Kenta Maeda continued his underrated, steady season on Friday, allowing a run in five innings in a win over the Diamondbacks.
On a Dodgers team that has placed eight starting pitchers on the disabled list in 2016, go figure that the rock of the rotation would be Maeda, who had so many health concerns as a free agent that he signed one of the most club-friendly contracts of all time, one that guaranteed only $25 million over eight years, but with $81.2 million more in incentives over the life of the deal.
Maeda hasn’t been a workhorse by any means, averaging 5.66 innings per start. But he has been relatively steady, lasting at least five innings all but three times, something that was very much needed by the Dodgers, especially when Clayton Kershaw was sidelined. Plus, there is something to be said for answering the bell every time out, wihich Maeda has done.
Now at 164 innings on the season, Maeda is guaranteed to qualify for the ERA title — these days, that means at least one inning per team game -- which may not seem like a big deal except that Maeda will be the only Dodgers pitcher to do so in 2016.
Never before have the Dodgers had just one pitcher qualify for the ERA title. The fewest is two pitchers, which they have done eight times, last in 2007.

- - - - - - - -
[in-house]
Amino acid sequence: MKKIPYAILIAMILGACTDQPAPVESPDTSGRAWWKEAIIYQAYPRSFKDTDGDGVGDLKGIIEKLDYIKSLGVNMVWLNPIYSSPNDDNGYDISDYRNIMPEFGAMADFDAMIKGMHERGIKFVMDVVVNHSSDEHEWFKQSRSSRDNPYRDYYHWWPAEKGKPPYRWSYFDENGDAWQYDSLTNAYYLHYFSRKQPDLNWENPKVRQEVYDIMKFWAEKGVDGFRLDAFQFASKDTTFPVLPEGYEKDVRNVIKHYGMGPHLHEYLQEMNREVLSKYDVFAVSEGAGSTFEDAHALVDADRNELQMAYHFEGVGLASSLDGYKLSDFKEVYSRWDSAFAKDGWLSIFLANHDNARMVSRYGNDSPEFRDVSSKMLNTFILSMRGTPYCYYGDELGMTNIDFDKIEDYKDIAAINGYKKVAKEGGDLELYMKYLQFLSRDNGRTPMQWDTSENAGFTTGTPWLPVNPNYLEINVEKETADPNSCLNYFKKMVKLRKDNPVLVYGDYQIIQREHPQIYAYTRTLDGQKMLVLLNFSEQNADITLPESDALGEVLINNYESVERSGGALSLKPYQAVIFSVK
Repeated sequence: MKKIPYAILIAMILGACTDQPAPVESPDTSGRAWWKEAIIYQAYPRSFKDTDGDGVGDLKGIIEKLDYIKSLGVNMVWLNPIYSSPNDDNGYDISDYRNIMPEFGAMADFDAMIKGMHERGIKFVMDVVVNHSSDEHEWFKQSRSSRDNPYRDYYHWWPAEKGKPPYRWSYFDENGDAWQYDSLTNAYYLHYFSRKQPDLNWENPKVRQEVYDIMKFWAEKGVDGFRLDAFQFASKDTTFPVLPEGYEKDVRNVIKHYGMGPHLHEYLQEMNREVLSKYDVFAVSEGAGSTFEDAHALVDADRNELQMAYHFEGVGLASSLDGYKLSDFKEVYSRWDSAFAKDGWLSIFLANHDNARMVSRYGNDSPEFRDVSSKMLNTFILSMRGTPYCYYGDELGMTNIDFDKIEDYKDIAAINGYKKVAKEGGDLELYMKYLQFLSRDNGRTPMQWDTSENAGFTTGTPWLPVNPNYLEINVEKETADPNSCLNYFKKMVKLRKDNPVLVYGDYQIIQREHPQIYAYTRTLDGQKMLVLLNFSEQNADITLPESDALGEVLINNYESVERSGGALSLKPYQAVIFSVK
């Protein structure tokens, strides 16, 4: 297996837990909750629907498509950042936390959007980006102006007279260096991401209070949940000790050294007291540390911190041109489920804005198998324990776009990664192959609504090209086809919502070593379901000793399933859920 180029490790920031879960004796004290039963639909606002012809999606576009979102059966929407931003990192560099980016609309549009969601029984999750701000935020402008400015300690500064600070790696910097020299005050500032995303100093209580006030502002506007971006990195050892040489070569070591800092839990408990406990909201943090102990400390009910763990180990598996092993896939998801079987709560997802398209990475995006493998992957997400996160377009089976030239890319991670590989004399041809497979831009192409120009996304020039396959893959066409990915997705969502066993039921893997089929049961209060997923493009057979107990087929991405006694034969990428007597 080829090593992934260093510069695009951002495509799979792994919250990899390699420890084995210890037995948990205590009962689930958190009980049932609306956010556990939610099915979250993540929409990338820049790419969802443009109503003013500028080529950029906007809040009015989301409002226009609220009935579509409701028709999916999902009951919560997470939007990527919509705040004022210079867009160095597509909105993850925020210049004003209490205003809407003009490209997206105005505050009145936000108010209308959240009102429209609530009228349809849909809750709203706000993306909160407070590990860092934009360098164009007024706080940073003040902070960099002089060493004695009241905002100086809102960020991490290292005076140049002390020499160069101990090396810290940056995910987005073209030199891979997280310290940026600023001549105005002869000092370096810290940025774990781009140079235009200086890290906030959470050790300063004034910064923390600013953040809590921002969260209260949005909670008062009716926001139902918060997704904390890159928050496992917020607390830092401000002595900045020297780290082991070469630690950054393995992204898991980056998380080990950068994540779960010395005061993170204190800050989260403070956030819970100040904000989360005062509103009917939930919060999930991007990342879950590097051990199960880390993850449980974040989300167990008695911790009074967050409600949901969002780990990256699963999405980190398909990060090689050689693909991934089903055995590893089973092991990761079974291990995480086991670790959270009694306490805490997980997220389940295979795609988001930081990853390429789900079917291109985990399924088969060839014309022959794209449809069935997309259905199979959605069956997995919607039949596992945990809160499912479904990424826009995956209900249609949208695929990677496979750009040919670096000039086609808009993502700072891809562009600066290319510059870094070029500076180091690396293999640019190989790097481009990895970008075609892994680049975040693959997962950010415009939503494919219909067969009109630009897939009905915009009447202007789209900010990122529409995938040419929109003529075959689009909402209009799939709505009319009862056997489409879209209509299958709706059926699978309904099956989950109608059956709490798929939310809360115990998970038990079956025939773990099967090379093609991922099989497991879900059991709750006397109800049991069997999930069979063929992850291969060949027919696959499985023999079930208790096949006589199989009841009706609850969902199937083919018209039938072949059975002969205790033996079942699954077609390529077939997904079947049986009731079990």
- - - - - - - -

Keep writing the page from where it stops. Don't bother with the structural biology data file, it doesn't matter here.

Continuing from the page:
Kershaw, who averaged 222 innings from 2010-2015 and led the majors in innings last season, has just 129 innings this season with three starts remaining. He was leading the majors in innings after his June 26 start, before landing on the disabled list for 10 weeks with a herniated disc in his back.
With three starts left, Maeda has a good chance to reach 180 innings. The fewest innings by a Dodgers leader in any one season is 170, by Ramon Martinez in 1994, a season that saw 48 games canceled by the strike. In a full season, the fewest innings by a Dodgers league leader is 185, by Kirby Higbe in 1943, during World War II.
Since World War II, the only seasons that saw a Dodgers team without a 200-inning pitcher were 1981 and 1994, both strike years.
With his 164 innings in 2016, Maeda earned a $250,000 bonus on Friday for passing the 160-inning mark. To date this season, Maeda has earned $5.65 million of a possible $10.15 million in performance bonuses in addition to his $3 million base salary and $1 million signing bonus.
Maeda’s next start will be his 30th, triggering another $1.5 million bonus and, if he pitches at least six innings he will earn another $250,000 for reaching 170 innings.
Brock Stewart will get the call to start for the Dodgers on Saturday rather than Bud Norris. Manager Dave Roberts said Stewart was held back to be available in long relief if needed behind Clayton Kershaw and Rich Hill on Wednesday and Thursday, per Bill Plunkett of the Orange County Register. Norris remains in the bullpen.
Shelby Miller starts on Saturday for the Diamondbacks in the 5:10 p.m. PT start.